Announcement

Collapse
No announcement yet.

Tools needed to Bolt down Safe in Concrete Slab?

Collapse
X
  • Filter
  • Time
  • Show
Clear All
new posts

  • #16
    Re: Tools needed to Bolt down Safe in Concrete Slab?

    I am partial to Browning safes myself. I use a roto-hammer and Red Head anchors to set my safes.

    Mark
    "Somewhere a Village is Missing Twelve Idiots!" - Casey Anthony

    I never lost a cent on the jobs I didn't get!

    Comment


    • #17
      Re: Tools needed to Bolt down Safe in Concrete Slab?

      Originally posted by Watersurgeon View Post
      I think you may have misunderstood the anchoring. Safes bolt from the inside not the outside. The floor of the safe will generally have four debits in the four corners that show you where the drill points are.

      5. fill each anchor hole, (one at a time) with epoxy and use the required grade bolt and ratchet the bolt with epoxy in the hole.

      The only draw back to this installation is it is a mother f'ing Be-atch to remove the safe if you ever have to move it.

      I feel silly, now that I think about it, I have never seen exterior flanges on a safe, or have ever attached one to the floor. Still, In response to #5, the epoxy takes time to set, therefore cannot be tightened with anything. You set the all-thread with the washer and nut on the end, then you walk away until the epoxy is cured, then tighten down the nuts.
      We don't have preventative maintenance around here, we have CRISIS MANAGEMENT!

      Comment


      • #18
        Re: Tools needed to Bolt down Safe in Concrete Slab?

        Originally posted by masterbeavis View Post
        I feel silly, now that I think about it, I have never seen exterior flanges on a safe, or have ever attached one to the floor. Still, In response to #5, the epoxy takes time to set, therefore cannot be tightened with anything. You set the all-thread with the washer and nut on the end, then you walk away until the epoxy is cured, then tighten down the nuts.
        Once I set the safe in place, everything is aligned I fill the holes with epoxy, stick the bolt in it and thread it down tight. The epoxy will set in about an hour, be hard cured in a week. Although I have never tried this you could feasibly use a hardened threaded rod. Cut them to the right length, epoxy them in the holes with the rod sticking up in the safe, and then in a week or so go back and install the nuts.

        Comment


        • #19
          Re: Tools needed to Bolt down Safe in Concrete Slab?

          I bolted my gun safe down a few weeks ago. It weighed about 800 pounds empty. The floor under the carpet was concrete. I used Tapcon screw anchors from Home Depot. I used my 18 Volt Ridgid hammer drill and the masonry bit that Tapcon recommends for the 1/4 inch anchor bolt/screw. Started out with the slow drill speed at first - took about 15 minutes per hole to drill about 2 inches. Later I switched to the high speed and drilled each hole in about 5 minutes. The holes in the bottom of the safe are way over in the corners and it was tough getting to them to drill the holes. I did not move my safe after I started the holes then move it back to bolt them down - this safe is tough to move and scoot on carpet and I felt I would never get it back and properly aligned. I used a large fender washer under each Tapcon screw/bolt head. I sucked the dust out of the holes frequently as I drilled with my Ridgid shop vac.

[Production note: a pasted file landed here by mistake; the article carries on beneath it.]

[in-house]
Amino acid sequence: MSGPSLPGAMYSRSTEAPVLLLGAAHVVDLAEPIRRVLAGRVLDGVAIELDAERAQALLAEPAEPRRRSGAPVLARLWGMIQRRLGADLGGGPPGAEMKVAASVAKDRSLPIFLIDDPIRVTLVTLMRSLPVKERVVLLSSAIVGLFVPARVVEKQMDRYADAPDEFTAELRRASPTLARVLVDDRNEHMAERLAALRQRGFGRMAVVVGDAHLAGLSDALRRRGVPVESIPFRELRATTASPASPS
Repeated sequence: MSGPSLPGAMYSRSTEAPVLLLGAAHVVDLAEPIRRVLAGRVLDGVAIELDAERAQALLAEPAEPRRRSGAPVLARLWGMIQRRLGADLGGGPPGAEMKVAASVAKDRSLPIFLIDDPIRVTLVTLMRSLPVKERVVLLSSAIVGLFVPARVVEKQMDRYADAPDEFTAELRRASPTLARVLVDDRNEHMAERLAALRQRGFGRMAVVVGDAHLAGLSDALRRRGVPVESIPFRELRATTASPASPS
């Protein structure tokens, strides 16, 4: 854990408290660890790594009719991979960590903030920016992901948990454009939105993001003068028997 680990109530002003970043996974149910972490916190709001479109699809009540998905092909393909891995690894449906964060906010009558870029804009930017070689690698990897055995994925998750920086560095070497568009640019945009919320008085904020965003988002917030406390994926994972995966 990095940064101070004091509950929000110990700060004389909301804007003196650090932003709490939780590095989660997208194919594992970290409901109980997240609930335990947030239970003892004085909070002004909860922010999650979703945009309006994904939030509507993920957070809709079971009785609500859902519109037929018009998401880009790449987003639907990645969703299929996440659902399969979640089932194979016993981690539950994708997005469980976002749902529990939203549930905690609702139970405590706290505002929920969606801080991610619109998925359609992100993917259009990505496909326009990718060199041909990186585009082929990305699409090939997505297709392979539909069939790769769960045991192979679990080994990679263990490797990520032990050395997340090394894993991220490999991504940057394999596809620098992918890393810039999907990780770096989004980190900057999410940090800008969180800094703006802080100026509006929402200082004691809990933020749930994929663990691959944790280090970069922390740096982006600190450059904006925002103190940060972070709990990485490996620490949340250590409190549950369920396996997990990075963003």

I know I am going to get criticized - the Tapcon 1/4 inch bolts may not be as tough as anchors epoxyed in or other methods mentioned above. But my thinking was this:

          I have had burglaries at homes I have lived in before. According to police the typical burglar is paranoid and scared to death that they will be caught or get shot by someone - so they usually are quick in (kick in a door or break a window latch) and quick out (grab what they can and scat) and don't want to make a lot of noise or create a disturbance that will attract the attention of your neighbors. They usually strike during the daytime when most folks are at work. They are usually young and seeking items they can pawn or sell quick - usually to buy drugs, etc. Stuff I had stolen were jewelry, small tools, guns, a guitar, and small electronics. The best prevention for them (according to police) is a burglar alarm. I installed one at a house I lived at before (after 2 burgularies) and the burgular alarm stopped them when they came back a 3rd time.

          Professional burgulars are more relaxed and according to police - there isn't much way one can stop them from success. Fortunately they are not very common. So my aim was to protect against the amateurs and make sure my homeowner's insurance had a guaranteed replacement clause and my limits of liability were high enough to cover my stuff.

          The Tapcon screws/bolts probably would only slow a professional burglar down a little bit less than what a more substaintal anchor installation would - my aim was to discourage the amateurs only. I am sure the massive weight (probably over 900 pounds with the guns in there) would be sufficient but the bolting to the floor was one extra level of security. And they sure are a lot quicker and less tiring to install and they don't leave a big hole in the carpet if I decide to move my safe. Heck the weight of the safe alone required 3 young men to help me get it in the house - I have a professional appliance dolly and it was useless in moving the safe. We had to scoot in on the floor with these heavy duty furniture glides - there are no hand holds on these big safes. I was all we could do to get it unloaded from my pull behind trailer - the folks at Tractor Supply used a fork lift to load it.